Australian prawn farmers are demanding a full inquiry into the arrival of a devastating new virus, and any quarantine failings or corrupt activity that let it in the door.
The federal government has suspended imports of raw, or green prawns, after white spot disease was found at five farms near the Logan River in southeast Queensland, and in wild prawns in the river itself.
Efforts to kill prawns at the last of the five infected farms are continuing, as authorities keep up monitoring tests, including in the Logan River and nearby waterways.
Farmers strongly suspect the virus hitched a ride to Australia with consignments imported from infection zones overseas, but the source of the outbreak is yet to be proven.
The government, however, last week revealed it is pursuing criminal charges against at least one importer alleged to have deliberately flouted testing regimes designed to keep Australia white spot-free.
Four other importers are also under investigation.
It's expected authorities will allege that at least one importer hand-picked only healthy prawns for independent testing, from consignments otherwise known to have white spot, contrary to quarantine requirements for random samples.
The Australian Prawn Farmers Association says it's clear there's been a spectacular quarantine failure, even in the unlikely event that another source is found to have caused the Logan River outbreak.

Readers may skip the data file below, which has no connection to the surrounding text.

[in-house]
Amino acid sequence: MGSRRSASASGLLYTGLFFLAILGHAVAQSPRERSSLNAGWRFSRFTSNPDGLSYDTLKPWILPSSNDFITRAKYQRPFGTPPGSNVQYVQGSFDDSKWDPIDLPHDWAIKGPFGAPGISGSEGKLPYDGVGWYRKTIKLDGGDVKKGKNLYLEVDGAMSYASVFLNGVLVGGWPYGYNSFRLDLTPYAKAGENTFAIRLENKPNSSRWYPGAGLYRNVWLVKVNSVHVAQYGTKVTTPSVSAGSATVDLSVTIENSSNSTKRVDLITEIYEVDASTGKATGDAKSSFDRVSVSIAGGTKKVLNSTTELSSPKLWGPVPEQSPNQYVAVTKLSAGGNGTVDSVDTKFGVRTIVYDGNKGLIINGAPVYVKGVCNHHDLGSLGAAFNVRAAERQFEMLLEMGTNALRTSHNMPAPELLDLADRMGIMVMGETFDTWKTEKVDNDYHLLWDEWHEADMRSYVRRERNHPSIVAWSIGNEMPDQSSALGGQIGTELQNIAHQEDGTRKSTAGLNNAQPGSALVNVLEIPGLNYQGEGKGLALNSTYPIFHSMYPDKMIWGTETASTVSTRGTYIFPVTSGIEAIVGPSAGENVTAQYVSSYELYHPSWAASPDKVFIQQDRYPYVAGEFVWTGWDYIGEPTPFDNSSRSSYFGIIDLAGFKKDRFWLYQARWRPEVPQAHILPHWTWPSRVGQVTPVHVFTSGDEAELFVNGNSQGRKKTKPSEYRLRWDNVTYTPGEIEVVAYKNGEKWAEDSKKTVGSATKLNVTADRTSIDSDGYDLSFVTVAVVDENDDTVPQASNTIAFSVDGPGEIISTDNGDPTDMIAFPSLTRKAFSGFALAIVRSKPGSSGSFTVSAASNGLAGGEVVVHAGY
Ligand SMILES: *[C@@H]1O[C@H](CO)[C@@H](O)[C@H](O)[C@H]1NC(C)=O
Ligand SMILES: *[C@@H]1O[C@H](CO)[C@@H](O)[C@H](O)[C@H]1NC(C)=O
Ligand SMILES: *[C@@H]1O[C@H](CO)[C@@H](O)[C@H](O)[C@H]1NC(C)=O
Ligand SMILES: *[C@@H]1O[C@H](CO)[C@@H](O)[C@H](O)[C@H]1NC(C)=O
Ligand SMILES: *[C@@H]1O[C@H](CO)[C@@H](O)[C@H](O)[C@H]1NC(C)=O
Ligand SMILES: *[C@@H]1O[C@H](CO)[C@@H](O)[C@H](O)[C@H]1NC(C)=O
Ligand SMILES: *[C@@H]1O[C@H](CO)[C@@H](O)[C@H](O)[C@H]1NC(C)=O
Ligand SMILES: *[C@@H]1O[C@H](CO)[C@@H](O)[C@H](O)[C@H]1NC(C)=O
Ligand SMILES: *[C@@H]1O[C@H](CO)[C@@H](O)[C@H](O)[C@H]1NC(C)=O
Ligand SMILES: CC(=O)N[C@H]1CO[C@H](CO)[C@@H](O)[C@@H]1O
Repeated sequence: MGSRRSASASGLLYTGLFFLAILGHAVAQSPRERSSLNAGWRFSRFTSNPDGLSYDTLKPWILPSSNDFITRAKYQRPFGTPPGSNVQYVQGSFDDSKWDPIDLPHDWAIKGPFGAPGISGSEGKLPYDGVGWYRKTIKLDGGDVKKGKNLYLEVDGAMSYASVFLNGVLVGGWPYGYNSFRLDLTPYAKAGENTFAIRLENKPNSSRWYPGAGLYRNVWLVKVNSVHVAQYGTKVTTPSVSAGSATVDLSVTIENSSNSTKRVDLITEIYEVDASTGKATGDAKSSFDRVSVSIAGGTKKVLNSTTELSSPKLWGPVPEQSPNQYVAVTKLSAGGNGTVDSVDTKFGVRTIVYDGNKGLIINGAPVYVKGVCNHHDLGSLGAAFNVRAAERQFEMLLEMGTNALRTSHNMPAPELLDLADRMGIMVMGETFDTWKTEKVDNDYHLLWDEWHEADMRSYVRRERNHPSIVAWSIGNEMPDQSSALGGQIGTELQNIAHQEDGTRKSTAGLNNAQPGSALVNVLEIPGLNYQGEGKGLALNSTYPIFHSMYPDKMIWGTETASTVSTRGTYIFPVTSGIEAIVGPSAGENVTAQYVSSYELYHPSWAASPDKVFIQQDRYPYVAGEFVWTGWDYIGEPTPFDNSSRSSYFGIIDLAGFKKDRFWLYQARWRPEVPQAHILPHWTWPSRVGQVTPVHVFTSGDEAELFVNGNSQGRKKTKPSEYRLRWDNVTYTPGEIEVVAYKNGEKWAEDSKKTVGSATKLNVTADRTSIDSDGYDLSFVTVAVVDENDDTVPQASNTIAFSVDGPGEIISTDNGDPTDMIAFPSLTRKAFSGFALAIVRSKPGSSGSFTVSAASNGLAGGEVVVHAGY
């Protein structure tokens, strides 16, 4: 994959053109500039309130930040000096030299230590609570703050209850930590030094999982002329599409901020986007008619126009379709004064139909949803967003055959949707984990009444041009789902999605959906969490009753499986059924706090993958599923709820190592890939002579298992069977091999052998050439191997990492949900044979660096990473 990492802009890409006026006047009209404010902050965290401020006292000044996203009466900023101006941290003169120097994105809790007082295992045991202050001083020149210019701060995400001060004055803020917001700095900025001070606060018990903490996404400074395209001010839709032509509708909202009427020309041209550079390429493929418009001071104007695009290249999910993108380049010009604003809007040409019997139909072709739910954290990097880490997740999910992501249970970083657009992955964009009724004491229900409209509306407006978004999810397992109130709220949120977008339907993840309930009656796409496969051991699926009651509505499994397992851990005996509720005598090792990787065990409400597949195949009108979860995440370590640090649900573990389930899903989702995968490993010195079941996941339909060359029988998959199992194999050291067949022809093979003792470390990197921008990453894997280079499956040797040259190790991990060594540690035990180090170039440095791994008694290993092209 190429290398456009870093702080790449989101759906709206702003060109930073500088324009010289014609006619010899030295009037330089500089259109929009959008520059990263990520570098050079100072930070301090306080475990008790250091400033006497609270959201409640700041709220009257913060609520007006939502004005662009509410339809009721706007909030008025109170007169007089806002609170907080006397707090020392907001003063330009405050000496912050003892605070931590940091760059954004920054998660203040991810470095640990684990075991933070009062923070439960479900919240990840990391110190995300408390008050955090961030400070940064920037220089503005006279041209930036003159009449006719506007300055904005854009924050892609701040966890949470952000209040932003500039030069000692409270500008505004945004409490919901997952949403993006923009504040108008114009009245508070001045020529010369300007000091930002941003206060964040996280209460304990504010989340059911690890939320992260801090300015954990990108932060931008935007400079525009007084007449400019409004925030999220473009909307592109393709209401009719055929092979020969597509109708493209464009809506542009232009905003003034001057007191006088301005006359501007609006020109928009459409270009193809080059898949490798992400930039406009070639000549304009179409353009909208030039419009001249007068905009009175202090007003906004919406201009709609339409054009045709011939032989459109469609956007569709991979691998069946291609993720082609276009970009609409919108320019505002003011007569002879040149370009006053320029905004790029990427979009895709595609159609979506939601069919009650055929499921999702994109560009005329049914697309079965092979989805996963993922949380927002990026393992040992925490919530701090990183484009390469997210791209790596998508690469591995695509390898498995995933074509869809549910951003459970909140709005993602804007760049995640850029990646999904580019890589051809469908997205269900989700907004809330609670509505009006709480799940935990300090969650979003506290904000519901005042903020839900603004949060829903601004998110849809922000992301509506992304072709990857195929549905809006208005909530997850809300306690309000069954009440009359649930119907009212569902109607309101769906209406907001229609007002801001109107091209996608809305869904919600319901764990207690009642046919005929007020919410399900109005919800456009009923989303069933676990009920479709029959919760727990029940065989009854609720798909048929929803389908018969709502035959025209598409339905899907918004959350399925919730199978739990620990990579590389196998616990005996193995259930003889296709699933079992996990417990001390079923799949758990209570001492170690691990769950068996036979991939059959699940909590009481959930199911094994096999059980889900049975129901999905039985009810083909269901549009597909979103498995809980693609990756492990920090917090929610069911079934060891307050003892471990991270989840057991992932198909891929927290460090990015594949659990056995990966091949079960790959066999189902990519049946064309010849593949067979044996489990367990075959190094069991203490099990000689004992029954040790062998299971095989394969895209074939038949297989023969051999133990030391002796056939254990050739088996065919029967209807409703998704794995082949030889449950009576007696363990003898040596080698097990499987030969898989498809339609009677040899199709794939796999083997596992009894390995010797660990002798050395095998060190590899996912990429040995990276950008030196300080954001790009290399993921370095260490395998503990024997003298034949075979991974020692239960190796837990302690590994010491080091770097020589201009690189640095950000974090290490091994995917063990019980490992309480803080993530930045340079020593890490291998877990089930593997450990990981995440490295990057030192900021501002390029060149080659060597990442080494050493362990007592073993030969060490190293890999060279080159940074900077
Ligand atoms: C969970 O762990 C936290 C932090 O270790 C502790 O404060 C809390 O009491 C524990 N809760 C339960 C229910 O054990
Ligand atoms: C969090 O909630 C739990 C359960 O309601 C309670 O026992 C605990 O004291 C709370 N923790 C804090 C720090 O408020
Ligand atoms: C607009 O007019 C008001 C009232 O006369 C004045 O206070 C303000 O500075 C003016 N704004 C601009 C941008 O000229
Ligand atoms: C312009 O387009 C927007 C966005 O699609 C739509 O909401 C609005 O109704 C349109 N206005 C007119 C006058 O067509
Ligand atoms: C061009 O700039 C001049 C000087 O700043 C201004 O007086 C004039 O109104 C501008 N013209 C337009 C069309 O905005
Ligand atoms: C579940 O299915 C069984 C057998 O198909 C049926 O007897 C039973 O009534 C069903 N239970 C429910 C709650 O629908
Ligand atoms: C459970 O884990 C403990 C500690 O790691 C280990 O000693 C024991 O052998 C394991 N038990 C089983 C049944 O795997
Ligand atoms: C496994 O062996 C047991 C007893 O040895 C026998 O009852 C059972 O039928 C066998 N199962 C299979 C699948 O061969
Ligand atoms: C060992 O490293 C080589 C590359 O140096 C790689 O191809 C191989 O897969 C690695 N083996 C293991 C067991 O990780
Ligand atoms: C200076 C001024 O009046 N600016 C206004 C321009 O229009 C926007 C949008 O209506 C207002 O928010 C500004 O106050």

"There must be a full government inquiry, including into AQIS (Australian Quarantine and Inspection Service) controls," the association's executive officer Helen Jenkins told AAP on Monday.
She says so-called approved arrangements, under which some biosecurity activities are entrusted to established importers, are akin to "putting the fox in charge of the hen house".
Ms Jenkins called on Agriculture Minister Barnaby Joyce to launch a broad ranging inquiry focused on quarantine practices and at least "ask the question" about whether there has been any corruption.
A spokesman for Mr Joyce said a "number of investigations" had been established and the temporary suspension of the raw prawn trade would allow the department to review risk management and compliance arrangements.
Losses for affected farmers have been put in the tens of millions of dollars and Ms Jenkins says that even if white spot can be eradicated, two years of costly testing will be needed for Australia to regain its white spot-free status.
White spot has a high mortality rate in prawns, but is not harmful to humans.